Top 10 Houston Rappers & Their Wrestler Counterparts

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Photo by Daniel Kramer
Wrestlemania 2009 at Reliant Stadium
Since the days of Hulkamania, I've been a wrestling fan.

That's not slandering anybody who gave up on the attraction or entertainment aspect after the second-generation boom in the late '90s, that's just me once again self-deprecating while tossing off a few knife-edged chops in defense. Take that, take that.

Plus, there's nothing more infuriating than being a member of this cycle of wrestling fans and having an argument with someone who's still in the loop to believe everything they see every Monday and Friday night.

For example, my neighbor of some umpteen years believed that Triple H seriously got his arm broken by Brock Lesnar a few months ago. I wanted to slap him and wait for him to scream "IT'S STILL REAL TO ME!" but no such luck. Instead, I brought up Exhibit A in the "wrestlers don't get their arms broken for the sake of a storyline" argument:

Justin Bieber stood next to Triple H at the Mayweather fight. Trips didn't have a sling on his arm.

Don't care how often you play Ponytail Theater on Monday nights, a broken arm renders you pretty damn useless to carry around the belts of another man. And I would know because I bitched up after getting hit by a car on a bike about seven years ago.

I say all of that to say this: Houston is a giant, crazy squared circle of rappers who all believe they're the best without realizing the hierarchy of matters. Just like wrestlers. And each come with enough politics and strings attached that any potential feud has some serious "we have to fistfight" tendencies in rap (I'm looking at you, 40 Glocc & Game).

There are your greats, there are your cult favorites and then there are your curtain-jerkers. For the sake of feelings, we're going to deal with the first two categories. And like on any video game, nobody wants to be John Cena.

And also, J. Prince was the Million Dollar Man. That can't be debated, period.


Rapper: Scarface
Wrestler: Hulk Hogan

Face it, you don't know much about wrestling now if you don't know how much of a transcendent figure Hulk Hogan is and you don't know anything about Houston rap if you don't know who Scarface is. Plus, until Bun B's Trill OG came, Facemob was the last H-Town rapper to have a 5 Mic rating in The Source (when it mattered).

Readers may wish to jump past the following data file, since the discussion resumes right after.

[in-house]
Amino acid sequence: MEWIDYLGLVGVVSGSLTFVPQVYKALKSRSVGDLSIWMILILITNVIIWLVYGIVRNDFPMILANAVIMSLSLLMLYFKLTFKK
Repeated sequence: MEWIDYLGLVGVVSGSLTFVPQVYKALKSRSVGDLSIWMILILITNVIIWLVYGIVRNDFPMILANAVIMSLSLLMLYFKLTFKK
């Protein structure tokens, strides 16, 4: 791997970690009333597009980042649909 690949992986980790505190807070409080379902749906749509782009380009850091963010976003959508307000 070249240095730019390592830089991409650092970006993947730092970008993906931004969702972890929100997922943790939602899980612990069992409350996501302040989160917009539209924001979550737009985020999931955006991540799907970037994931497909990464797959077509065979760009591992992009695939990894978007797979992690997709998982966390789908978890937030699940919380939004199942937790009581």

Rapper: Bun B
Wrestler: Ric Flair

For a decade plus from a sheer entertainment standpoint, there wasn't a wrestler alive who could say they owned wrestling the way Flair did. While Hogan was more of a cartoon character come to life, Flair was respected not only by his haters and his admirers but rappers as well as the most sampled wrestler in rap history. Any rapper that need approval in Houston seeks out the approval from one Bun B, and nobody has more classic shit talking rap lines than the Trill OG.

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 Pimp C = Eddie Guerrero: Fiercely proud and defensive of heritage, brash and confident on the microphone, hilariously catchy/vulgar slogans and catch phrases, technically skilled yet still unorthodoxed, widely-known problems with the "indulgences" if you will, met their demises far too early.


Thugga = Triple H: Made his bones in a previously productive industry era, but found calling by becoming the face of following era, imposing size and presence on the mic, broke out as a superstar after being part of an influential collective, knows the business from top to bottom, deceptively hilarious, got down with an industry chick.


Trae = Stone Cold Steve Austin: Gruff voiced, anti-establishment, does things his own way, quasi-one-dimensional but still owns the hell out of that dimension, intensely local but still widely recognized and highly regarded, and most importantly, immeasurable levels of DGAF.

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